For what its worth (not much) - I worked a game last year with a Team Indiana staff member, and we had a situation where we did call the first LBR violation out and both rulled that the second runner "returned" quickly enough after her legal stop to avoid violation.

Having said all that - Not sure what Indiana would say the "intent" of the rule is. They certainly may say its dead.

PS:

Bob, Do I know you? Are you in Indiana? I know Terri well, and will inquire as well.
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  #41 (permalink)  
Old Wed Nov 04, 2009, 10:06pm
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Does NSA kill the ball when a runner leaves the base prior to the release of a pitch?
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  #42 (permalink)  
Old Thu Nov 05, 2009, 01:29am
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Quote:
Originally Posted by IRISHMAFIA View Post
Does NSA kill the ball when a runner leaves the base prior to the release of a pitch?
Yes - Dead ball, runner out.
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  #43 (permalink)  
Old Thu Nov 05, 2009, 01:29am
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Quote:
Originally Posted by robbie View Post
Yes - Dead ball, runner out.
Actually, the correct mechanic is: No pitch. Runner out.
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  #44 (permalink)  
Old Thu Nov 05, 2009, 08:04am
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Quote:
Originally Posted by robbie View Post
Bob, Do I know you? Are you in Indiana? I know Terri well, and will inquire as well.
I don't think we've met, but I could be wrong. Yes, I live in South Whitley, which is in the Fort Wayne area. This is my first year doing NSA, and I didn't sign up until July. I've worked a few tournaments in Warsaw, but nowhere else. I don't remember having a partner named Robbie, but we very well could have been sitting next to each other in the umpires' room at some point if you also have worked in Warsaw. I'm hoping to work some more tournaments at the Dome in Fort Wayne during the winter.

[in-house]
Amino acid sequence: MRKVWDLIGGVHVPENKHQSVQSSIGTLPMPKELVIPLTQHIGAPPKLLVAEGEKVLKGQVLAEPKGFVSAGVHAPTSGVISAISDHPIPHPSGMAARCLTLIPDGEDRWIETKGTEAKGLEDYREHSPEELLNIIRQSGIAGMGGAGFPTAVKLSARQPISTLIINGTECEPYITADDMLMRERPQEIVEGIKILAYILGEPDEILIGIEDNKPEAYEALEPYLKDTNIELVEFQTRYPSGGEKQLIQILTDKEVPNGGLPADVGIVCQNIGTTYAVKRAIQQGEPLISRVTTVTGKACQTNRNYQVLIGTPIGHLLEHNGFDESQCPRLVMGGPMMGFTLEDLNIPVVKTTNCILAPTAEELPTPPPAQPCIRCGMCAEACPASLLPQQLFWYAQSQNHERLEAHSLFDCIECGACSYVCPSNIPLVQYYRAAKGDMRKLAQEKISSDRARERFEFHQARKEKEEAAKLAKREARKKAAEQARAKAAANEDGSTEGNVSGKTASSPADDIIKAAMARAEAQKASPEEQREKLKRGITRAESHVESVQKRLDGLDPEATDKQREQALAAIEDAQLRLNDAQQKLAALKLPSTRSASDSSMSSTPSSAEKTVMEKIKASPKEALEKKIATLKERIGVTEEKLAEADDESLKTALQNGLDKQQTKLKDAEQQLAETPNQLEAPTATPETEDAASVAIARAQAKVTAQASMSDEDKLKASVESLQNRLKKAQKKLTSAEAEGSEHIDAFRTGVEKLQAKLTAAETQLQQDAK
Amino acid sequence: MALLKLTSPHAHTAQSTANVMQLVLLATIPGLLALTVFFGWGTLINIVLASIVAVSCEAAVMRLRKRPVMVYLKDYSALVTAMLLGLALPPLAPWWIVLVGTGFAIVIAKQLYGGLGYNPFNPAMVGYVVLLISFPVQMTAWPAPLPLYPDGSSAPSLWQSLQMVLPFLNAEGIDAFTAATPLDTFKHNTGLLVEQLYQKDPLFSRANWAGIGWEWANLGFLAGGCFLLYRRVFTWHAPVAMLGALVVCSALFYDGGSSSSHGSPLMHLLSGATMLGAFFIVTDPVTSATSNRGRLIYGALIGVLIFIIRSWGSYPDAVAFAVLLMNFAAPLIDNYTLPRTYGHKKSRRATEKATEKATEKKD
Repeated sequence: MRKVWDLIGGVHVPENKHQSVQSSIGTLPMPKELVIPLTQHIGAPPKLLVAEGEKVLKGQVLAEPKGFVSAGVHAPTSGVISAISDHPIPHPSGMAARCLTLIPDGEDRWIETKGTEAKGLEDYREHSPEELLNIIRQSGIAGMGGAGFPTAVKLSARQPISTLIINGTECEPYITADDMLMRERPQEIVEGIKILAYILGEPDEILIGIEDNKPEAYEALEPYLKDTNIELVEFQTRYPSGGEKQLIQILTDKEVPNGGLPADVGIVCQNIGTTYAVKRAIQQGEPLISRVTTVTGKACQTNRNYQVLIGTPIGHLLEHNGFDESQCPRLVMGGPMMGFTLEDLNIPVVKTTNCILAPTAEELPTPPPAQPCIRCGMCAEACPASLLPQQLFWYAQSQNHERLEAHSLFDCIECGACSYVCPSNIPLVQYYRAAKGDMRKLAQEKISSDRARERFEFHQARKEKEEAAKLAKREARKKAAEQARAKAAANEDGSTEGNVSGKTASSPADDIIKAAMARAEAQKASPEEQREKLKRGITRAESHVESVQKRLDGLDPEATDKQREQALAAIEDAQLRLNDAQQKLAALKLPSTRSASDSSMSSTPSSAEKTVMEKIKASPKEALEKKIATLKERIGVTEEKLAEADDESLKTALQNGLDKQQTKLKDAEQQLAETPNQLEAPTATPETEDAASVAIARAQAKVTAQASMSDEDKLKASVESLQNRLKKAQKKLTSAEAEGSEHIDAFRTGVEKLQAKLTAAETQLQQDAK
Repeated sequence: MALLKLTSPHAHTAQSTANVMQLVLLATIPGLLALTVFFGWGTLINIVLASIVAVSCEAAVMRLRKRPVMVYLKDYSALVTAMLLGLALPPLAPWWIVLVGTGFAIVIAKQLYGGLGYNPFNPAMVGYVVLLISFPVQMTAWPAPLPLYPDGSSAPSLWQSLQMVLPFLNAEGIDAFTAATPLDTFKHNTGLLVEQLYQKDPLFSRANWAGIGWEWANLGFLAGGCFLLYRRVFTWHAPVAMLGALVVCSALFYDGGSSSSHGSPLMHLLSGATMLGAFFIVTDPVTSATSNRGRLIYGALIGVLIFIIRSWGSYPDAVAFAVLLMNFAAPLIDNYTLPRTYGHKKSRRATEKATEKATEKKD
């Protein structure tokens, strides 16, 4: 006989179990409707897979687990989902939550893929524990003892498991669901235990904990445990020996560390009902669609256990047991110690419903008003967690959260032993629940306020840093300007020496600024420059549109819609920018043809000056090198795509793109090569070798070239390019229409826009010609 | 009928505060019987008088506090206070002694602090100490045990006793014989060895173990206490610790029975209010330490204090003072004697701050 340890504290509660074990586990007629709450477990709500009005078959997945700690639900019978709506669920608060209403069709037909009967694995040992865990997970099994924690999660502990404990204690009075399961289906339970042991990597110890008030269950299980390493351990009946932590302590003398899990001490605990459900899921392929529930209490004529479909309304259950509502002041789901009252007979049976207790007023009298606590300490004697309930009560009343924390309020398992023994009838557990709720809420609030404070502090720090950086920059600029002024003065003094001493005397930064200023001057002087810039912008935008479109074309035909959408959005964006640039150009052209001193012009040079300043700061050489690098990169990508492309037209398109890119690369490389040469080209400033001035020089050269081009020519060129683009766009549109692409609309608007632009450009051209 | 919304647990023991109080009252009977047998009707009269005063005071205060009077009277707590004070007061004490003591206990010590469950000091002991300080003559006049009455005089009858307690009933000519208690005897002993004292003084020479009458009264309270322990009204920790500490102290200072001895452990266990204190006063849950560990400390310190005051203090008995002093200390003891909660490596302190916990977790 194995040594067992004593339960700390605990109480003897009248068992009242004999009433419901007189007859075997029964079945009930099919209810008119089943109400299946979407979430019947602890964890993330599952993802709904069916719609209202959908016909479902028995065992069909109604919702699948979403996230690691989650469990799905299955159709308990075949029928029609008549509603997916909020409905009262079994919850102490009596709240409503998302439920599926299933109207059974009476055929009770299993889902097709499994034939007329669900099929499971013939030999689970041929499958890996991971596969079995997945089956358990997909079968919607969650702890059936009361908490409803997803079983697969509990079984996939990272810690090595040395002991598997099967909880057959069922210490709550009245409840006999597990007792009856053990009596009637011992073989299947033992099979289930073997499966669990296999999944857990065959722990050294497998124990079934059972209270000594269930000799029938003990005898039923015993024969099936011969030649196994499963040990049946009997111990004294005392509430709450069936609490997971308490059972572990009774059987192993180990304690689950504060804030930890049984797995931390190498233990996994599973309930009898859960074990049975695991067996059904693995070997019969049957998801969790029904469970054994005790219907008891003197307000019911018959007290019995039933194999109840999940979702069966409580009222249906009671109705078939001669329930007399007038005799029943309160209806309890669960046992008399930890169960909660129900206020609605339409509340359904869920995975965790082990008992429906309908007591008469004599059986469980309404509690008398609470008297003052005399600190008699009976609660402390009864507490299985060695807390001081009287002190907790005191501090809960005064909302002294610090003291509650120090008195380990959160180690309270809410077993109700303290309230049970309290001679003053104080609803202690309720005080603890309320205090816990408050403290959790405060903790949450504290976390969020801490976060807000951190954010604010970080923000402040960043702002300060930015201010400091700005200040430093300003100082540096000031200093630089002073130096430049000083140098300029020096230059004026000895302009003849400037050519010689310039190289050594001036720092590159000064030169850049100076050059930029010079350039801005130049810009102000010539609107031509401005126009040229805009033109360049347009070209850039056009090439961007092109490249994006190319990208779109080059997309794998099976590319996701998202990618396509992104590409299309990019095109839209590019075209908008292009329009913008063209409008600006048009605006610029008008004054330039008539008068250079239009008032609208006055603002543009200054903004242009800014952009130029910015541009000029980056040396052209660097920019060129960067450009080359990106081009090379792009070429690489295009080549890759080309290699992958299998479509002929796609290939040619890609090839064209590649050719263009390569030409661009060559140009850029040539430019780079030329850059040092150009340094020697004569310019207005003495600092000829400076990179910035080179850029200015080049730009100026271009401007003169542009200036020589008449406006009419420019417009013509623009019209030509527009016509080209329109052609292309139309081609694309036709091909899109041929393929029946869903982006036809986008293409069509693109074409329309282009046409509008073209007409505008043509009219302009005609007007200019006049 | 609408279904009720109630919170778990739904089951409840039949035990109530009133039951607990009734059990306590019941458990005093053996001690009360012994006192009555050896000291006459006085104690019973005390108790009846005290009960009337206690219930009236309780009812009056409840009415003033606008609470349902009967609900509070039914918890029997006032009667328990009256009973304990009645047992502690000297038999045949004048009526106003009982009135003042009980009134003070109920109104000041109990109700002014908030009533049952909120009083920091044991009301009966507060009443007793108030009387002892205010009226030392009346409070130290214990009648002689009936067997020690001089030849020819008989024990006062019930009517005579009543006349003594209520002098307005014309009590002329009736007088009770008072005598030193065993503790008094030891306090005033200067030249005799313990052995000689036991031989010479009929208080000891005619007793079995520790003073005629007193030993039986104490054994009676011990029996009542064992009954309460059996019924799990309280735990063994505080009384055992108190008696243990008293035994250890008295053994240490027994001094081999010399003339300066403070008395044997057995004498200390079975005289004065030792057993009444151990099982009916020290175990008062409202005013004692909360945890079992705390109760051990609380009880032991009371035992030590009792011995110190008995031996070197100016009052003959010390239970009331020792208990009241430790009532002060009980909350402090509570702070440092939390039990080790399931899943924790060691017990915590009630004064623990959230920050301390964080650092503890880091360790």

I did email Terri, but have not had a response yet. It typically takes her a couple of days to respond, but once she does I'll share what she says, unless you hear from her first. FWIW, I have not had a LBR violation in any NSA games I've done so far, so it would be good to know I'm not supposed to kill the ball if that's the case, since I know that's what I would have done.
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  #45 (permalink)  
Old Thu Nov 05, 2009, 08:17am
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Quote:
Originally Posted by robbie View Post
Actually, the correct mechanic is: No pitch. Runner out.
Okay, now if you think about it, this and the LBR are based upon the same theory that the runner is not in contact with the base when required.

Is it the same rule? No, because the LBR is more tolerable and allows the runner to continue until s/he stops and then dictates immediate move to come in contact with the base. The leaving early is just the LBR with the runner already stopped and in place prior to the violation.

The cause is a little different, but I would think the effect should probably be the same.